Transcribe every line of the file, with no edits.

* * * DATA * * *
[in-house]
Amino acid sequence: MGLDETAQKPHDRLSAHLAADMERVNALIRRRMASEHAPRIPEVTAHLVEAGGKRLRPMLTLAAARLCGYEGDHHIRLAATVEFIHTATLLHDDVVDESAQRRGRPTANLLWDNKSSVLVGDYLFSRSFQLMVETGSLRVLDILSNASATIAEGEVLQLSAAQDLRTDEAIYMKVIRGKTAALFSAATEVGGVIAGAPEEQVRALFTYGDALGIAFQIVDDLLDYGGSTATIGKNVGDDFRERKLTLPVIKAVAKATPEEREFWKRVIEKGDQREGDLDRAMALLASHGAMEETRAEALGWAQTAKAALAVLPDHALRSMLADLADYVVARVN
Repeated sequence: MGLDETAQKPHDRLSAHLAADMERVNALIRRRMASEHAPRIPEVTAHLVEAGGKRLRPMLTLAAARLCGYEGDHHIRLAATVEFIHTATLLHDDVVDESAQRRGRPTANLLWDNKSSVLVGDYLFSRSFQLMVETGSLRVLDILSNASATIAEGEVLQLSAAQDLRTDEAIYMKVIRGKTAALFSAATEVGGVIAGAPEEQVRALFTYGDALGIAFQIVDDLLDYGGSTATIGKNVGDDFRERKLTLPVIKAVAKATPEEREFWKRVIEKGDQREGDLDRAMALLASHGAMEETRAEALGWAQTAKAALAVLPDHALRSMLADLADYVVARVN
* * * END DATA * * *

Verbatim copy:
[in-house]
Amino acid sequence: MGLDETAQKPHDRLSAHLAADMERVNALIRRRMASEHAPRIPEVTAHLVEAGGKRLRPMLTLAAARLCGYEGDHHIRLAATVEFIHTATLLHDDVVDESAQRRGRPTANLLWDNKSSVLVGDYLFSRSFQLMVETGSLRVLDILSNASATIAEGEVLQLSAAQDLRTDEAIYMKVIRGKTAALFSAATEVGGVIAGAPEEQVRALFTYGDALGIAFQIVDDLLDYGGSTATIGKNVGDDFRERKLTLPVIKAVAKATPEEREFWKRVIEKGDQREGDLDRAMALLASHGAMEETRAEALGWAQTAKAALAVLPDHALRSMLADLADYVVARVN
Repeated sequence: MGLDETAQKPHDRLSAHLAADMERVNALIRRRMASEHAPRIPEVTAHLVEAGGKRLRPMLTLAAARLCGYEGDHHIRLAATVEFIHTATLLHDDVVDESAQRRGRPTANLLWDNKSSVLVGDYLFSRSFQLMVETGSLRVLDILSNASATIAEGEVLQLSAAQDLRTDEAIYMKVIRGKTAALFSAATEVGGVIAGAPEEQVRALFTYGDALGIAFQIVDDLLDYGGSTATIGKNVGDDFRERKLTLPVIKAVAKATPEEREFWKRVIEKGDQREGDLDRAMALLASHGAMEETRAEALGWAQTAKAALAVLPDHALRSMLADLADYVVARVN